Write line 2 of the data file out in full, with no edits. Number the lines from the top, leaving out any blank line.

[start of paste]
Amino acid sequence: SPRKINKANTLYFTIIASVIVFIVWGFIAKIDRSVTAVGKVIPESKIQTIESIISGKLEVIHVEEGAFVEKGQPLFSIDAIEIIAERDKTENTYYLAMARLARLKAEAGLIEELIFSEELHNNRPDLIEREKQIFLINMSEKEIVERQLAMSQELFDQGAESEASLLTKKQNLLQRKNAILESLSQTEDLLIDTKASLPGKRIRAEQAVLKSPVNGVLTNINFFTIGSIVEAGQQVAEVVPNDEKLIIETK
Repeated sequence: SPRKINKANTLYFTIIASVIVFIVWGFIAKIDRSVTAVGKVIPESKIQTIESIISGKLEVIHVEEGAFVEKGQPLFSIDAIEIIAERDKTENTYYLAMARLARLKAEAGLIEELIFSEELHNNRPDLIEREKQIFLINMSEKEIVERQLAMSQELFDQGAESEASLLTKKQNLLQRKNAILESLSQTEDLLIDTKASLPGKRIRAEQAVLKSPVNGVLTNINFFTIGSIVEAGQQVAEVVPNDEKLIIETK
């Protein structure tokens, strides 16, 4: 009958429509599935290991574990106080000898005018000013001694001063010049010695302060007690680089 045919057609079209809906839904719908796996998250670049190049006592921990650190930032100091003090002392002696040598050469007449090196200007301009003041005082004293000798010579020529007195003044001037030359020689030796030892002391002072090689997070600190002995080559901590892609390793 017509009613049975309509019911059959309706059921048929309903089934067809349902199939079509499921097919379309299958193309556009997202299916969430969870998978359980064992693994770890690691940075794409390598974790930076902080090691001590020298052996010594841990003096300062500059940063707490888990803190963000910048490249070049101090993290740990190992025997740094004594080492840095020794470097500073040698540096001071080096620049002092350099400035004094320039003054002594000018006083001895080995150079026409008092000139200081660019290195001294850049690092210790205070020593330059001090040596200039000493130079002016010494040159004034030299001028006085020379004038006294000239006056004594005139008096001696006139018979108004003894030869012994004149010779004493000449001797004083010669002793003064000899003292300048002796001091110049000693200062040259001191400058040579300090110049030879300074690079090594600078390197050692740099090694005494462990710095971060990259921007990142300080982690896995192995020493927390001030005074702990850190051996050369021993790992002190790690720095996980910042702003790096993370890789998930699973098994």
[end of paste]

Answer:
Repeated sequence: SPRKINKANTLYFTIIASVIVFIVWGFIAKIDRSVTAVGKVIPESKIQTIESIISGKLEVIHVEEGAFVEKGQPLFSIDAIEIIAERDKTENTYYLAMARLARLKAEAGLIEELIFSEELHNNRPDLIEREKQIFLINMSEKEIVERQLAMSQELFDQGAESEASLLTKKQNLLQRKNAILESLSQTEDLLIDTKASLPGKRIRAEQAVLKSPVNGVLTNINFFTIGSIVEAGQQVAEVVPNDEKLIIETK